Solicitors take on teaching role on law in classroom and prison

The Law Society of Ireland has launched this year’s Street Law programme, which prepares trainee solicitors to teach secondary school students about the law in a practical way.
Solicitors take on teaching role on law in classroom and prison

Originally developed in Georgetown University in the United States, the Law Society set up Street Law in Ireland in 2013. Professor of law at Georgetown University, Richard Roe, a renowned pioneer of Street Law, attended the launch and weekend-long orientation in Blackhall Place.

Prof Roe said: “This training programme is designed to coach trainee solicitors on the learner-centred teaching methods used in Street Law. These ensure that both the trainee and the student gain a deeper understanding of the law by allowing the student to take a more active role in their learning.

“Once the trainees have completed the orientation they will visit local secondary schools to teach students about the law. Street Law aims to encourage civic engagement and break down barriers to legal education from a young age.”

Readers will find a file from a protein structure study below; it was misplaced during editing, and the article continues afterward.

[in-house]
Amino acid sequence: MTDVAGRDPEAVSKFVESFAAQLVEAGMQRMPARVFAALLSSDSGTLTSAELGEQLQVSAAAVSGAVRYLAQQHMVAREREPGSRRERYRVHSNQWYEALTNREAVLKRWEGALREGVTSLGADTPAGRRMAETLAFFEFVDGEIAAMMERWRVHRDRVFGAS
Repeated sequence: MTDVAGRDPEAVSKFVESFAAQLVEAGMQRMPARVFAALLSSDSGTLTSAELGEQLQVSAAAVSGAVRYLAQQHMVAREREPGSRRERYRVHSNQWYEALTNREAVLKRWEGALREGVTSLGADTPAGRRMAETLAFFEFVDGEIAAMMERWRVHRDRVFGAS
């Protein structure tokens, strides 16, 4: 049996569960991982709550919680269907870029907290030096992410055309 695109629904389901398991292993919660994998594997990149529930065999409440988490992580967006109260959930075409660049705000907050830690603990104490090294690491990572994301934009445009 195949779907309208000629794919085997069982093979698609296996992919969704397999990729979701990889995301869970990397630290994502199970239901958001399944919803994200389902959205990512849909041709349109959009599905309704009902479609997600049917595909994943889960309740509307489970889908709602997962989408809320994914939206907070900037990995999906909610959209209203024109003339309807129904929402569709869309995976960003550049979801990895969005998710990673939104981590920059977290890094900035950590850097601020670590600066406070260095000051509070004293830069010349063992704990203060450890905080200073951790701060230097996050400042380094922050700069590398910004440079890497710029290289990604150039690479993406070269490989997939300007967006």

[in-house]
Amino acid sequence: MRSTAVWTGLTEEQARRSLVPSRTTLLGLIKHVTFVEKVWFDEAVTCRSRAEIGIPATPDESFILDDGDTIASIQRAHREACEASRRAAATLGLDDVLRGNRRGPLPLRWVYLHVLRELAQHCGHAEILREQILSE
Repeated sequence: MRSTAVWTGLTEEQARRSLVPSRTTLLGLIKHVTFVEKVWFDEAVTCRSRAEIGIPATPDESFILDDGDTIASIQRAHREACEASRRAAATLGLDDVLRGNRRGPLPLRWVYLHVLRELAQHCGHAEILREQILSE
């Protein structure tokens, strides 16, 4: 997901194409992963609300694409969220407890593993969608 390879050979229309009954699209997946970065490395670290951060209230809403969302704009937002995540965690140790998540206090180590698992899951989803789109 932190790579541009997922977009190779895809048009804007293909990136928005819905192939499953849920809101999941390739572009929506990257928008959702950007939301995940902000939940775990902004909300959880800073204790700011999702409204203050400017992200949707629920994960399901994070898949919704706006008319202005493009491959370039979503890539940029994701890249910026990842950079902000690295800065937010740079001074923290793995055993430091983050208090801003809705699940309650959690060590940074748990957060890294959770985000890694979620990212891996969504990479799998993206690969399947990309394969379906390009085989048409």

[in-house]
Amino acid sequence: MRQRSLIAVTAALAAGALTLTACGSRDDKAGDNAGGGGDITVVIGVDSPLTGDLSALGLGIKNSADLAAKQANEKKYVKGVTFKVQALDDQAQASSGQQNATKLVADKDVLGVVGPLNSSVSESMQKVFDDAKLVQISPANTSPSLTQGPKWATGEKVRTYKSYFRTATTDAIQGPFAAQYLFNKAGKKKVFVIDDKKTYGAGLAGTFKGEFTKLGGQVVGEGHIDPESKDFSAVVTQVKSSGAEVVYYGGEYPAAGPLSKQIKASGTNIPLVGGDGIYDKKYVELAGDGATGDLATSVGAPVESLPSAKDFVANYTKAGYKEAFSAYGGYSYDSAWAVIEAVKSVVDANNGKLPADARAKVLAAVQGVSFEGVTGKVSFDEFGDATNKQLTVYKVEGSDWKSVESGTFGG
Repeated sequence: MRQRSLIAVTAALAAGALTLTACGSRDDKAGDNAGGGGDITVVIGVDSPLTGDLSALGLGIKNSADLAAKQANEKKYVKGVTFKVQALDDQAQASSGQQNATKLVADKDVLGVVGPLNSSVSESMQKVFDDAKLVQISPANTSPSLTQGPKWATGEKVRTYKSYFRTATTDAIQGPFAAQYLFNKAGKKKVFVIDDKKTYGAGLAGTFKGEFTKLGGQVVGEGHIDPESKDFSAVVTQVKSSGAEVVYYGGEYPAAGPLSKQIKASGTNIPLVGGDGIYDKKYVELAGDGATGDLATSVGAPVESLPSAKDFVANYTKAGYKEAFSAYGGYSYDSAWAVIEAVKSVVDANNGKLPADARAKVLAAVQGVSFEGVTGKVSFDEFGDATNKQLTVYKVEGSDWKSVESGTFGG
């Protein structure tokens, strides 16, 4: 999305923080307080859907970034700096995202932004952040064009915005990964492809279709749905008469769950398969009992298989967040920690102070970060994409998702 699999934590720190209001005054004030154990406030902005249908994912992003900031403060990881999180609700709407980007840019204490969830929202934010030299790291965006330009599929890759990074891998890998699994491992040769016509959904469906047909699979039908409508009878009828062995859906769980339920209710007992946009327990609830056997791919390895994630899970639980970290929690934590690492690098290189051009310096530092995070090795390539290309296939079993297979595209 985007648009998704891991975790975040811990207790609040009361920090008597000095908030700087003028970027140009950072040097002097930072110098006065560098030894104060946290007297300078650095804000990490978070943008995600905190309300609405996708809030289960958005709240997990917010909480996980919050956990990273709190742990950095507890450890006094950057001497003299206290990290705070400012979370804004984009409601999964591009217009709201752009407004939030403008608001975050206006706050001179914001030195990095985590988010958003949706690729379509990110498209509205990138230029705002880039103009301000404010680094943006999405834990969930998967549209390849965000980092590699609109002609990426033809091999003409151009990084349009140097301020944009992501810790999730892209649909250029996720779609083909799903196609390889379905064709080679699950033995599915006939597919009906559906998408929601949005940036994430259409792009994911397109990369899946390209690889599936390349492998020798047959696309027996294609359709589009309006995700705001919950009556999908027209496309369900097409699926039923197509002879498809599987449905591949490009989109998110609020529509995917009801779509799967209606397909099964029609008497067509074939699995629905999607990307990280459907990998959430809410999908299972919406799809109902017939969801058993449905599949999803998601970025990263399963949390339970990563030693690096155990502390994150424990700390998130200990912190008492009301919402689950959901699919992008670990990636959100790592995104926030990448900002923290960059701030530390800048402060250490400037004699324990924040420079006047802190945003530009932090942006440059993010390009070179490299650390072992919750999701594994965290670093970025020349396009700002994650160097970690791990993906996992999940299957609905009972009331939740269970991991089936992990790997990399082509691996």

The Law Society director of education, TP Kennedy, said: “As the first institution to bring Street Law to Ireland we are pleased to see it flourishing in its third year. Demand from trainee solicitors to participate in the programme has grown year on year. Street Law is a great way to enable our incoming solicitors to engage with young people in the community and help them see how law affects their everyday lives.”

Street Law will be taught in 12 schools across Dublin, most of which are in the Delivering Equality of Opportunity in Schools (DEIS) scheme.

The course will be taught over a six-week period by 40 trainee solicitors. The Law Society has also recently expanded the programme to Wheatfield Prison to educate young offenders in order to help break the cycle of re-offending.

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